There are strong indications that the Nigerian Army will not suspend Operation Positive Identification which began nationwide on Friday despite criticisms from the National Assembly and social-political groups including Afenifere and Pan Niger Delta Forum.
This came just as the Federal High Court in Lagos fixed Tuesday for the hearing of the suit filed by human rights activist, Femi Falana, challenging the legality of OPI which requires citizens across the country to carry identity cards.
An authoritative military source told one of Punch correspondents on Friday that the army had stated its position at the National Assembly and “sorted out all the controversies”.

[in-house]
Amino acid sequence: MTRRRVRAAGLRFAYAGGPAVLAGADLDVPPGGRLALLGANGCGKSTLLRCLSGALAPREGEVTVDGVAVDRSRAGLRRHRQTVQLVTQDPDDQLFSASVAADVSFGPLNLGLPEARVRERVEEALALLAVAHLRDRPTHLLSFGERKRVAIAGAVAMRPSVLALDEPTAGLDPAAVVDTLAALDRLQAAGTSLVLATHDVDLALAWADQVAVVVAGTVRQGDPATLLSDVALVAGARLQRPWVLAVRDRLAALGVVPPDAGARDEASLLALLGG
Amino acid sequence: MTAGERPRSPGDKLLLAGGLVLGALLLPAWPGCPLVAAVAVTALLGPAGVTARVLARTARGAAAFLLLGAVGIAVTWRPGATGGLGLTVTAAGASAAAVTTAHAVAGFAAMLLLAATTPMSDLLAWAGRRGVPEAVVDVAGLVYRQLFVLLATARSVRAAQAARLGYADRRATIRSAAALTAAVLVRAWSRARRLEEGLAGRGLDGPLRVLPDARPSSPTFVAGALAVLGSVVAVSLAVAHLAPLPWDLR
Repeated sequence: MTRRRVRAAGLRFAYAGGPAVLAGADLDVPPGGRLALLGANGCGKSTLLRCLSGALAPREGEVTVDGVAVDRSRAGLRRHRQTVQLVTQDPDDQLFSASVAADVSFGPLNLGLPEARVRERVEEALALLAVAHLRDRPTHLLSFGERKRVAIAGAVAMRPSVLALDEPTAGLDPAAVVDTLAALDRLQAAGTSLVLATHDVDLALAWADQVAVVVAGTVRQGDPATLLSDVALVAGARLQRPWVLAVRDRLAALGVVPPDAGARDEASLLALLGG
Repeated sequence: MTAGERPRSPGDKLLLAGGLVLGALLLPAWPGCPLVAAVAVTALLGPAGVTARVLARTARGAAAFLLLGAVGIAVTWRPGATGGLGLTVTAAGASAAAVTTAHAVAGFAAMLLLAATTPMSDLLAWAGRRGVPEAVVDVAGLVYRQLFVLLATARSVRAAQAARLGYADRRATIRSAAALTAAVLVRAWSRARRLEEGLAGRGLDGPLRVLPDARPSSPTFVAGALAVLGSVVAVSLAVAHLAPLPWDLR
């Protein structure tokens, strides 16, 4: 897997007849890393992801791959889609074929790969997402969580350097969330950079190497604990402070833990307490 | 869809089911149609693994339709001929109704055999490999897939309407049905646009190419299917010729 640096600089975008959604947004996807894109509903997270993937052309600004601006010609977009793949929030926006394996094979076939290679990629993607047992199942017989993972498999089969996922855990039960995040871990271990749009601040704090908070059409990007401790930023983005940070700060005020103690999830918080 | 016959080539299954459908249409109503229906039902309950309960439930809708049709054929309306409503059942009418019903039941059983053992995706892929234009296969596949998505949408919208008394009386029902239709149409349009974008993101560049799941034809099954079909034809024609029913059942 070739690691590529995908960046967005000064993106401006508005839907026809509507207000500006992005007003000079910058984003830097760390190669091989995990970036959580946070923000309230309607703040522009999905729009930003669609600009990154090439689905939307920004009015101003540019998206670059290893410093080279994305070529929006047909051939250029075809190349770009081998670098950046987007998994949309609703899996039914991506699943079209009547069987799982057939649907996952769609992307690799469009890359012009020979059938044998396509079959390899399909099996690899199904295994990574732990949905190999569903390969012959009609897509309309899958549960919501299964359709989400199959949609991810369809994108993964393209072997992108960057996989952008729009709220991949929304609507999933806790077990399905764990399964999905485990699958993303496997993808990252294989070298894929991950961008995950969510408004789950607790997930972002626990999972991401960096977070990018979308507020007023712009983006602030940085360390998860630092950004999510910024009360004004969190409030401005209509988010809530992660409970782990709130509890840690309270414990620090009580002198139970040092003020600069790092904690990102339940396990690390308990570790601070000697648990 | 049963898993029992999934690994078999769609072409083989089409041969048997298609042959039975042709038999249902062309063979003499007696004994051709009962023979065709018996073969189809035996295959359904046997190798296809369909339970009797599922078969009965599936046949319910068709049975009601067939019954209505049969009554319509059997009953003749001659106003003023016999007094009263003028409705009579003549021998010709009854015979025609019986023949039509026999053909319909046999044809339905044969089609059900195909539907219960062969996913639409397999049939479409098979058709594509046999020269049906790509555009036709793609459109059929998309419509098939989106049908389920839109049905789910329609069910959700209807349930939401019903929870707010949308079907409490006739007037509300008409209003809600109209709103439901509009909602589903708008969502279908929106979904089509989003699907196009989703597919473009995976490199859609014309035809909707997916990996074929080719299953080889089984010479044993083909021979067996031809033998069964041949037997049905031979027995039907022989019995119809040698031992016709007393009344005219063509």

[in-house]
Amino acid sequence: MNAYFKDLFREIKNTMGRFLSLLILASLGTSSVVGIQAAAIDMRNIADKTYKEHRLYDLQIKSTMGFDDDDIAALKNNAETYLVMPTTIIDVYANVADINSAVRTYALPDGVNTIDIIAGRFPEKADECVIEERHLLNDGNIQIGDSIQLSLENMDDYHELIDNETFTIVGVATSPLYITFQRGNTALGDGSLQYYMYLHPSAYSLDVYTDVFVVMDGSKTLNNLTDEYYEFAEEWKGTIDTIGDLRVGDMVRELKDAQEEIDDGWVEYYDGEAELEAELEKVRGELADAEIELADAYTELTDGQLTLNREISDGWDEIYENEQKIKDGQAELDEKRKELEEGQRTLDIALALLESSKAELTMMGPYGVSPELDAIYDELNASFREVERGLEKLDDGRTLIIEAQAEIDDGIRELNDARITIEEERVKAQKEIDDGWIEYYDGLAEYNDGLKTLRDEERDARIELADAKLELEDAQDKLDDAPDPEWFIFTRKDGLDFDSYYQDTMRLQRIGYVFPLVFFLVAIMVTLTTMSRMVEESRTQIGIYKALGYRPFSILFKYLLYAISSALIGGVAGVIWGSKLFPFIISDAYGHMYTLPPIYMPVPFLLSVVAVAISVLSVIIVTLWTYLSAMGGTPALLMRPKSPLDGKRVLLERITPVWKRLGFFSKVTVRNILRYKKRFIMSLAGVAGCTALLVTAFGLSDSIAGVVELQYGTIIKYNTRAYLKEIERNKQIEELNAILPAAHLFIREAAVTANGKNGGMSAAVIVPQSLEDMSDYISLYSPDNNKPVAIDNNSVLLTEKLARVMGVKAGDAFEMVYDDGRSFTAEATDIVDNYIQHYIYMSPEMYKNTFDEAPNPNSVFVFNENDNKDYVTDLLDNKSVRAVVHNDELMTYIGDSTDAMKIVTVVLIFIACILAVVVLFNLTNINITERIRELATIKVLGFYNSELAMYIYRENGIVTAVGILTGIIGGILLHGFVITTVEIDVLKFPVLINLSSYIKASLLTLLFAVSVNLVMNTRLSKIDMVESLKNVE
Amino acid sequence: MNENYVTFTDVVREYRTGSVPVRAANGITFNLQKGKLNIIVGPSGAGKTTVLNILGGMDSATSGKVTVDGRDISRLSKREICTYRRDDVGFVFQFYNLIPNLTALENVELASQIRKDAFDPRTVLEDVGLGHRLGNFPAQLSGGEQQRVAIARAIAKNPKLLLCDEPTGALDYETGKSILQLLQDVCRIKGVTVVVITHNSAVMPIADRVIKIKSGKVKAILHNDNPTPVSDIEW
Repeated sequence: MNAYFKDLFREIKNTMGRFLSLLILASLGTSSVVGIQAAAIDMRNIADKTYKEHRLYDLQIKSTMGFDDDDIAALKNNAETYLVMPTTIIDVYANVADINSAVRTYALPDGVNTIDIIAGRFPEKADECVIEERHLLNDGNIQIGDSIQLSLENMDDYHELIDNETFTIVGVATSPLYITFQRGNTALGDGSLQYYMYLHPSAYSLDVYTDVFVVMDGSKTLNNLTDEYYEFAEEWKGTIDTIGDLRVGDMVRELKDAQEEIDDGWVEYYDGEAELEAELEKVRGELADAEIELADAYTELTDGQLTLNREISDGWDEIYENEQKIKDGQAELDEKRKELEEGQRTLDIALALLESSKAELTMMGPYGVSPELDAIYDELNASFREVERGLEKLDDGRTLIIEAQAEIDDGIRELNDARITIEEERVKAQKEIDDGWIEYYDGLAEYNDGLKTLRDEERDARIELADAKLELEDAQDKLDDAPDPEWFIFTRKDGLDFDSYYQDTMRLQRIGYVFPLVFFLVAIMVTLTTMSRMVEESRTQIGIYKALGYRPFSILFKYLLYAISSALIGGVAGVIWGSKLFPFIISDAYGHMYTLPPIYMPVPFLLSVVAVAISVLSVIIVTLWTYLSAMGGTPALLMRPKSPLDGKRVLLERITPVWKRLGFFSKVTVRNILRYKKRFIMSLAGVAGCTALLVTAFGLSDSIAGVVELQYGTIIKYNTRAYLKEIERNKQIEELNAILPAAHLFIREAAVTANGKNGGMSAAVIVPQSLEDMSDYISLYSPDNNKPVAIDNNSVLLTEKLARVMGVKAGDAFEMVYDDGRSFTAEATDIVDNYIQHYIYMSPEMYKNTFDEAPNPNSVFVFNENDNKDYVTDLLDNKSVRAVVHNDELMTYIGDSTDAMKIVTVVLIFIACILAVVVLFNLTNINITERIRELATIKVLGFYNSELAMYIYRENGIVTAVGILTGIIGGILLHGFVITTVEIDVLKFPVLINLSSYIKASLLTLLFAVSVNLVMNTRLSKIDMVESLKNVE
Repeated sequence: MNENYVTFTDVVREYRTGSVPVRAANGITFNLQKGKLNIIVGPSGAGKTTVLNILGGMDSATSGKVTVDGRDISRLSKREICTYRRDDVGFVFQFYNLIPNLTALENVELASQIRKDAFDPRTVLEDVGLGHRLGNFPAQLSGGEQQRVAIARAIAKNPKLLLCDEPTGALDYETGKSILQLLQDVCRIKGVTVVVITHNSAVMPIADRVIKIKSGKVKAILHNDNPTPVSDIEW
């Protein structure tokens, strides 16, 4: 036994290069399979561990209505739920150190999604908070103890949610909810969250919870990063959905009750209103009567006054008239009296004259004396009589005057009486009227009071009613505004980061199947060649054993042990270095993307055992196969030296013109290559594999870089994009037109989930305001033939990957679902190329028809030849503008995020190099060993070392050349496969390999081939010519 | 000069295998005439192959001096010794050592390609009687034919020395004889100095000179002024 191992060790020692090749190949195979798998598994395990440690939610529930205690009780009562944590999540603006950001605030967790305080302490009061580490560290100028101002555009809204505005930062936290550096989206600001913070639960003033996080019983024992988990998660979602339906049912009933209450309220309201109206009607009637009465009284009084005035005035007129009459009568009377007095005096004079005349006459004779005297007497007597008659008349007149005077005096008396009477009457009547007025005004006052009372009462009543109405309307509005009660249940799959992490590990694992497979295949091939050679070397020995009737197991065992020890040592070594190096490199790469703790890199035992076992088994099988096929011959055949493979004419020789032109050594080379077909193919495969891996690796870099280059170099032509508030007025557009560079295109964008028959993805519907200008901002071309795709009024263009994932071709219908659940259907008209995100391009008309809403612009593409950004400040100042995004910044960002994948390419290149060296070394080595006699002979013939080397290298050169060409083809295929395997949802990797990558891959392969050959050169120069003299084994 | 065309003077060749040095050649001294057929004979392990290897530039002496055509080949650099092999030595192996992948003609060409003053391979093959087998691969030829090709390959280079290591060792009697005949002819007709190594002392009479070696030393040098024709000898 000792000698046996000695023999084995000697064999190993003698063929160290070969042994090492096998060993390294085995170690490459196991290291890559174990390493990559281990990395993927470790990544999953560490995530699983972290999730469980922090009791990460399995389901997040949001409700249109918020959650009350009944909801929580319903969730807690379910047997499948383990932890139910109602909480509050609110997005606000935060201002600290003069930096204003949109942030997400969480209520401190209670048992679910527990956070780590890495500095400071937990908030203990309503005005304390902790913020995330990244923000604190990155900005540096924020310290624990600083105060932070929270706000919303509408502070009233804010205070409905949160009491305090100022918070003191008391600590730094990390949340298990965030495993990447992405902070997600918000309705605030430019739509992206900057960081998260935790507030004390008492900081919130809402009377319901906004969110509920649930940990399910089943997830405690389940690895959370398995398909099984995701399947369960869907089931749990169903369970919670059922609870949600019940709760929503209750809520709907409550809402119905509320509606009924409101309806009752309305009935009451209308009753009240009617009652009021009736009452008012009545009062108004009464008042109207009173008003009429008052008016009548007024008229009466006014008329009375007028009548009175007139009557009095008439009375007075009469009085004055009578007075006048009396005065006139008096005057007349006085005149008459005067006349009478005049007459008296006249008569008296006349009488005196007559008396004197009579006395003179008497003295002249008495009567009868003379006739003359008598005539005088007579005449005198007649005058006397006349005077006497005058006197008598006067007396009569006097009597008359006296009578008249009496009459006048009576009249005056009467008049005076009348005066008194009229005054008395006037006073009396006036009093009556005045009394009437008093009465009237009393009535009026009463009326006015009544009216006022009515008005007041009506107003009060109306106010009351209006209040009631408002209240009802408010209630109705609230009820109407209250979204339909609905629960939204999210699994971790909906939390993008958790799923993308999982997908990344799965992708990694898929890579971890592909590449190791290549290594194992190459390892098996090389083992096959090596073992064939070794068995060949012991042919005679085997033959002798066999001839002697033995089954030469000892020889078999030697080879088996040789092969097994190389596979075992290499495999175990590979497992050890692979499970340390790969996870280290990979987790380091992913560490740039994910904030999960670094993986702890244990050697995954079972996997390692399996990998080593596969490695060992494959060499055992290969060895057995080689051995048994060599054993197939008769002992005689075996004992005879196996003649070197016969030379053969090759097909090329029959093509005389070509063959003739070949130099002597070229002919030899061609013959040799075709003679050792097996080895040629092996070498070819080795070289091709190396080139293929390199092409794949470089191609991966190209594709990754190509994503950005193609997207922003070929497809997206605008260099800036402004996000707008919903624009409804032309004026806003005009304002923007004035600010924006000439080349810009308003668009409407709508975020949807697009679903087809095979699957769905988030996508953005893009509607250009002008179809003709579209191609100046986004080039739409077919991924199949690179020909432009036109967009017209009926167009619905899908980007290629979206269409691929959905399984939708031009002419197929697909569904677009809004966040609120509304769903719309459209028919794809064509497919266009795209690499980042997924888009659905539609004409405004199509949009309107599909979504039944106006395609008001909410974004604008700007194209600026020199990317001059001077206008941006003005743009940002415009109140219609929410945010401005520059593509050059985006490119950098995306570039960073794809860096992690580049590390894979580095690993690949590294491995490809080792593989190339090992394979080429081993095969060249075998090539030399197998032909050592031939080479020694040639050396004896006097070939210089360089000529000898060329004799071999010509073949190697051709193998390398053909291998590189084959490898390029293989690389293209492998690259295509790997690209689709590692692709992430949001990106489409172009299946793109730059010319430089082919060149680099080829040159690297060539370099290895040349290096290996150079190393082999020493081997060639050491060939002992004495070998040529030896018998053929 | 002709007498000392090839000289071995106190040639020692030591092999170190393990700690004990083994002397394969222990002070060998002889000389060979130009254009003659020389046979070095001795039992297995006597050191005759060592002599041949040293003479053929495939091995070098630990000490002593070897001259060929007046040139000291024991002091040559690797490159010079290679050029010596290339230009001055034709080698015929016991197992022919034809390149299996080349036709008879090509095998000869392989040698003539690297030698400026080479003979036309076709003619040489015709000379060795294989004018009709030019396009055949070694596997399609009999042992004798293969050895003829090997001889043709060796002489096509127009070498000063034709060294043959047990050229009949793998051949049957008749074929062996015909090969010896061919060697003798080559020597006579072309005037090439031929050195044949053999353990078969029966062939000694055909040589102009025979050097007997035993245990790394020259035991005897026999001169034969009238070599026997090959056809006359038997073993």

He said, “Operation Positive Identification has started and there is no going back. The evaluation we made was that it would be conducted in the North-West and North-Central, not necessarily in the South. It was a very successful operation in the North-East like we have maintained. There is no label on Boko Haram terrorists other than intelligence and this means of identifying people.
“The operation is premised on the fact that we were able to successfully uncover several Boko Haram hideouts and ammunition. You can imagine what kind of damage this would have done to the populace if that operation was not conducted to filter the population. So, the operation has started and there is no going back.”